What: All Issues : Government Checks on Corporate Power : Securities/Brokerage Industry : (H.R. 4173) On the of Peters of Michigan amendment that permitted the Federal Deposit Insurance Corporation (FDIC) to charge assessments to large financial institutions to help pay for any shortfall in the “TARP” funding that was used to bail out troubled banks (2009 house Roll Call 962)
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(H.R. 4173) On the of Peters of Michigan amendment that permitted the Federal Deposit Insurance Corporation (FDIC) to charge assessments to large financial institutions to help pay for any shortfall in the “TARP” funding that was used to bail out troubled banks
house Roll Call 962     Dec 11, 2009
Progressive Position:
Yea
Progressive Result:
Win

This was a vote on an amendment offered by Rep. Peters (D-MI) that permitted the Federal Deposit Insurance Corporation (FDIC) to charge assessments to large financial institutions to help pay for any shortfall in the “TARP” funding. That funding was used to helped bail out troubled banks. The amendment was offered to H.R. 4173, a major financial reform bill which implemented the most significant changes in the regulation of the financial industry since The Great Depression.

Rep. Peters introduced his amendment by saying that its purpose is to see to it “that taxpayers are not asked to foot the bill for Wall Street's past mistakes . . . .” He also said that the amendment “will ensure that the Wall Street bailout does not increase the national debt one bit . . . . Instead, large financial institutions that caused the credit crisis will be required to make taxpayers whole. As large banks return to health, there is no reason why taxpayers should pay to clean up Wall Street’s mess.”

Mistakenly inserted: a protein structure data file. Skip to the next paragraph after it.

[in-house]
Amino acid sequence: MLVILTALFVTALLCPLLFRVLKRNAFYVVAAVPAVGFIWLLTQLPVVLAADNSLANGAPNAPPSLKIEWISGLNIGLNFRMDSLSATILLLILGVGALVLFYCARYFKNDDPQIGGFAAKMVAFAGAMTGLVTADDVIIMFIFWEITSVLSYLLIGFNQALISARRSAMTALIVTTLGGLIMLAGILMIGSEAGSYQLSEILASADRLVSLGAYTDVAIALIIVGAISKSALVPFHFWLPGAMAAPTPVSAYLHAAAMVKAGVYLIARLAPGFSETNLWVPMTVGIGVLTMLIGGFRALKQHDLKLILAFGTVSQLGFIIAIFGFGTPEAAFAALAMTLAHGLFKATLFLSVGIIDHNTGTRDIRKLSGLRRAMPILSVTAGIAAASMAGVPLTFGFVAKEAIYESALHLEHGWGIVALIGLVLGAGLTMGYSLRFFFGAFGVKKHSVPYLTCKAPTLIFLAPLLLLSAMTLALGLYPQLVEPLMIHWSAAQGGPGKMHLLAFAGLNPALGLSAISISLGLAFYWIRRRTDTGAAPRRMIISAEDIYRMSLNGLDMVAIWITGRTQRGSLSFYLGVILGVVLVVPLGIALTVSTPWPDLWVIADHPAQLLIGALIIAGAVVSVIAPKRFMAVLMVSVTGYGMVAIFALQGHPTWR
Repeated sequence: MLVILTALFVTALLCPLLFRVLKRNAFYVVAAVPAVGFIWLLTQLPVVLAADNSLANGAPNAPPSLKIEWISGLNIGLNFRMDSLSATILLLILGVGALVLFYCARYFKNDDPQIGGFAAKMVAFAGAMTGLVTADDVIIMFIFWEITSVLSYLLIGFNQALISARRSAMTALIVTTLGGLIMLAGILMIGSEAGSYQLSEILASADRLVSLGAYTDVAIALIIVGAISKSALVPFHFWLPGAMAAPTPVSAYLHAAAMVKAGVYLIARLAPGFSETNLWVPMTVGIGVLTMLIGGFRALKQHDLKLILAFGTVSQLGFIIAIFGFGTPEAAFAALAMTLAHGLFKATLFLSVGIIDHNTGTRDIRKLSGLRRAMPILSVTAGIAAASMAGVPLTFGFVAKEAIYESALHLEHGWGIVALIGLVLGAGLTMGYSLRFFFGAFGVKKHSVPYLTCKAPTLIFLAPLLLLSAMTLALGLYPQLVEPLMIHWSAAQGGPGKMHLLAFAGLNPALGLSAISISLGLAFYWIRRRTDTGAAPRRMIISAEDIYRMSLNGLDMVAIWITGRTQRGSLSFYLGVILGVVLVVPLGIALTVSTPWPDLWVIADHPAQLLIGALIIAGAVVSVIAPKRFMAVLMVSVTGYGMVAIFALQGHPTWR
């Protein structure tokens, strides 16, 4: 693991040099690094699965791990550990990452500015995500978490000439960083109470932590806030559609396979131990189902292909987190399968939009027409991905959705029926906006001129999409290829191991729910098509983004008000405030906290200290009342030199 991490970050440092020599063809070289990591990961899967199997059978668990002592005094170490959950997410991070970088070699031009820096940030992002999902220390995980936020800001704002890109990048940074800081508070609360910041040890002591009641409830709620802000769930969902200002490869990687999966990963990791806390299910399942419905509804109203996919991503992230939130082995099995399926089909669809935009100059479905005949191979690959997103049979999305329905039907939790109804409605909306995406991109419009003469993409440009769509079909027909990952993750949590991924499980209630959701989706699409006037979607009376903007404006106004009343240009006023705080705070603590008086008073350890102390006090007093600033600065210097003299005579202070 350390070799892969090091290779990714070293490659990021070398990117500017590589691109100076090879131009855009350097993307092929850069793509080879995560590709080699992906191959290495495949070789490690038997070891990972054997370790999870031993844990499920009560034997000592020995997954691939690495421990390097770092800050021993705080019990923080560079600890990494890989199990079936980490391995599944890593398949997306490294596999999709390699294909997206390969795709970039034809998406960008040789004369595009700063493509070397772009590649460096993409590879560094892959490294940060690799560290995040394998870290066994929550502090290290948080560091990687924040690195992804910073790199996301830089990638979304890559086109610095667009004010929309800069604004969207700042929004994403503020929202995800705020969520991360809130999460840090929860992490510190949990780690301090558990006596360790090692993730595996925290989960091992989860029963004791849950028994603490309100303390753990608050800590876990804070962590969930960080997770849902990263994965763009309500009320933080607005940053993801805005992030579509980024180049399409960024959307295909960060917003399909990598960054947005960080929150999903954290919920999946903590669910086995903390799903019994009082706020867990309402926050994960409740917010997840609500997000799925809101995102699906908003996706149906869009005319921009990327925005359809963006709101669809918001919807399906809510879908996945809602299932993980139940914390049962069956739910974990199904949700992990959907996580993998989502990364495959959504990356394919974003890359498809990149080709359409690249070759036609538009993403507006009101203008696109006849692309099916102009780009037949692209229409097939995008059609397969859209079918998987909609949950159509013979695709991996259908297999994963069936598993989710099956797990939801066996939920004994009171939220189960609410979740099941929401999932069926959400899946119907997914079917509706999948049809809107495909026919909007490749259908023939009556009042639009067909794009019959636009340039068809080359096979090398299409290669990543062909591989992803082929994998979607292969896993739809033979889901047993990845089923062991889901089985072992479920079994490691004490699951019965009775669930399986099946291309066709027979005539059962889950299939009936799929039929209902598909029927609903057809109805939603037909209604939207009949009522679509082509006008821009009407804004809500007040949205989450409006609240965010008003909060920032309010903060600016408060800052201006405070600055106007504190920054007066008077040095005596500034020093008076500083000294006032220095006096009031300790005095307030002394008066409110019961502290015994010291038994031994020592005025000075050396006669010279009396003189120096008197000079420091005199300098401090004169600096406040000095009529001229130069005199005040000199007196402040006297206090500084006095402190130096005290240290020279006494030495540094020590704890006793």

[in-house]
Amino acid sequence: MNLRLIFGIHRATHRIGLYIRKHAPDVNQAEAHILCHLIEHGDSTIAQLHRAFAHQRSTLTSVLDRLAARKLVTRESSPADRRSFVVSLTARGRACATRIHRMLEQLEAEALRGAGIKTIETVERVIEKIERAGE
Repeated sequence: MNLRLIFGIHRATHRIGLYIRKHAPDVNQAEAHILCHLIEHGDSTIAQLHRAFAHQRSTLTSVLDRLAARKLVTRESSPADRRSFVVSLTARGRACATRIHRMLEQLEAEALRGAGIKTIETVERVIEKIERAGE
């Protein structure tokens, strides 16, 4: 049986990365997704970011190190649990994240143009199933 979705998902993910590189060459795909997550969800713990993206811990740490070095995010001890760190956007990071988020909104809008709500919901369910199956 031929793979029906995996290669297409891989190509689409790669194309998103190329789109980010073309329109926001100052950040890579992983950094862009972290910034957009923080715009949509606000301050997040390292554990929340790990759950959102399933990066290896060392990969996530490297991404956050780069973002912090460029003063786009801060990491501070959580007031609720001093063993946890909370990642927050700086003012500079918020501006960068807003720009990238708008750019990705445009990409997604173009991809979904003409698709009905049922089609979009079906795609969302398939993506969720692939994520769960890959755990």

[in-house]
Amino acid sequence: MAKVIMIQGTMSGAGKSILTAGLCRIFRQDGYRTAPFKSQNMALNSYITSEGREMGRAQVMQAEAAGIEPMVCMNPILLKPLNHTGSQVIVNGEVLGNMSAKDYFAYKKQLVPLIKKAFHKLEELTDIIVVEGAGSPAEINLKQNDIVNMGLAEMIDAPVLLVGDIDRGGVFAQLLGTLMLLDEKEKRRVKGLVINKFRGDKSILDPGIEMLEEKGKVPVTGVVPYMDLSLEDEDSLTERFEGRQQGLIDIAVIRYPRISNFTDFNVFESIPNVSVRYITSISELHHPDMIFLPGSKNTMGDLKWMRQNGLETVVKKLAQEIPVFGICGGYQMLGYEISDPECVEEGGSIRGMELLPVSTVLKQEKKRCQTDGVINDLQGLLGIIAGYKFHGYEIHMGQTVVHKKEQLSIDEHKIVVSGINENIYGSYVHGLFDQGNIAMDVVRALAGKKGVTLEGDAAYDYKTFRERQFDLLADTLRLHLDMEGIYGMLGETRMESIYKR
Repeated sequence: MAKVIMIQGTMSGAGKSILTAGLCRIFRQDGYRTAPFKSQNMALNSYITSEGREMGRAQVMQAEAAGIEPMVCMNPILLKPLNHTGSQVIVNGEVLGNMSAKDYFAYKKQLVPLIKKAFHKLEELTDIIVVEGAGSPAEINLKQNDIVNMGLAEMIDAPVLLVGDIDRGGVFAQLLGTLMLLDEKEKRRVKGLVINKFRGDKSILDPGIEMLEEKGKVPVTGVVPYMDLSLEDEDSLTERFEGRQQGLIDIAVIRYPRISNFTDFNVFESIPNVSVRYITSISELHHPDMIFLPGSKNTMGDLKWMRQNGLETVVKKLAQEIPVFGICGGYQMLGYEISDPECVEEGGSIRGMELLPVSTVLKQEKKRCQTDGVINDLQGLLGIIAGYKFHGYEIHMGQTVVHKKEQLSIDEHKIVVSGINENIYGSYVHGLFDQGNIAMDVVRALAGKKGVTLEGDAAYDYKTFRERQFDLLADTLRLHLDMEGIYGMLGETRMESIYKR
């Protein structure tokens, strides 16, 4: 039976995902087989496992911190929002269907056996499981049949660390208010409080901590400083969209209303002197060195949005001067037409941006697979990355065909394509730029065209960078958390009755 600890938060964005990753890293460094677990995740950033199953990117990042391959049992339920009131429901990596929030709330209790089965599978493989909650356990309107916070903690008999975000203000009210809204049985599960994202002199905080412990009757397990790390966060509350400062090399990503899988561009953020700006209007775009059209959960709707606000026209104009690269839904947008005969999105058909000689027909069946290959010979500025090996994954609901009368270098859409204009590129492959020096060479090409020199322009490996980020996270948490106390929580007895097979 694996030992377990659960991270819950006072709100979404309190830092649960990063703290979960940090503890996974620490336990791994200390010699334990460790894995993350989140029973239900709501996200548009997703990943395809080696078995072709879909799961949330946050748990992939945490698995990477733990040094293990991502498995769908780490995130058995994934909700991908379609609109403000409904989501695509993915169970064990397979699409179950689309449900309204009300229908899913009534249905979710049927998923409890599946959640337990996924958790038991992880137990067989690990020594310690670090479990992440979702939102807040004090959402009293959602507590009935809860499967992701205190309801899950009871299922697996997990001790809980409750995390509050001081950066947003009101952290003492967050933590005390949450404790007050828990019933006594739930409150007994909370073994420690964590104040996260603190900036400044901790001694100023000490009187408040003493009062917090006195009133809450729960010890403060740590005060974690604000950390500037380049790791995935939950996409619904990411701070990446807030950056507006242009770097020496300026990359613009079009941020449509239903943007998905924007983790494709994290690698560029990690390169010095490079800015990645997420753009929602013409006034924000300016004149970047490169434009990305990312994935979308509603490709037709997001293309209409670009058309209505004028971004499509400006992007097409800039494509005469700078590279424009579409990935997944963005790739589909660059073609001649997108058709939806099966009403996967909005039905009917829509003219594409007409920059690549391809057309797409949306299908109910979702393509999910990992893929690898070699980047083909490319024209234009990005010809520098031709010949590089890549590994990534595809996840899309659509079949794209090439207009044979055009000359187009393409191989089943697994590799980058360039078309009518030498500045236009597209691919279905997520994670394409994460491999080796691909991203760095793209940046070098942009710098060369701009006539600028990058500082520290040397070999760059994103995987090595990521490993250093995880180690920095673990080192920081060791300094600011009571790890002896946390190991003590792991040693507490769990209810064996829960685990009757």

Peters also argued that, if his amendment were adopted, it would give “the American taxpayer certainty that all TARP funds will be recouped from the large financial companies that caused this financial crisis.” He also said that it would guarantee that “taxpayers will never again be on the hook for bailing out financial institutions. Institutions would pay assessments based on their potential risk to the financial system and broader economy if they were to fail.” Rep. Schauer (D-MI), speaking in support of the amendment, said it would “ensure American taxpayers will get their money back and that those that created this mess will pick up the tab.”

Rep. Hensarling (R-TX) led the opposition to the amendment. He began by arguing that if the House “really cares about protecting the taxpayer against losses in TARP, they will . . . vote to end the TARP program . . . .” Hensarling went on to say “some of the companies that received funds under the (TARP) have now repaid them back with interest. So now we are in the position to tax companies that have proven successful and paid back their funds, tax them for failing companies that didn't pay back theirs. Chrysler and GM received funds under TARP and Ford didn't. So under this, I suppose that we could assess Ford a tax to pay for losses the taxpayers will incur on GM and Chrysler . . . Is that smart? Is that fair? The answer is no.”

Hensarling also claimed:”This is yet another tax to go on capital. You can't have capitalism without capital. And so we have a $150 billion tax for the revolving bailout fund . . . Every time you increase the cost of taxes on capital, you get less lending, you get less credit, more expensive credit. And less credit is fewer jobs.”

The amendment passed by a vote of 228-198.  All two hundred and twenty-eight “aye” votes were cast by Democrats. One hundred and seventy-three Republicans and twenty-five Democrats voted “nay”. As a result, language was added to the major financial reform bill that permitted the FDIC to charge assessments to large financial institutions to help pay for the “TARP” funding.

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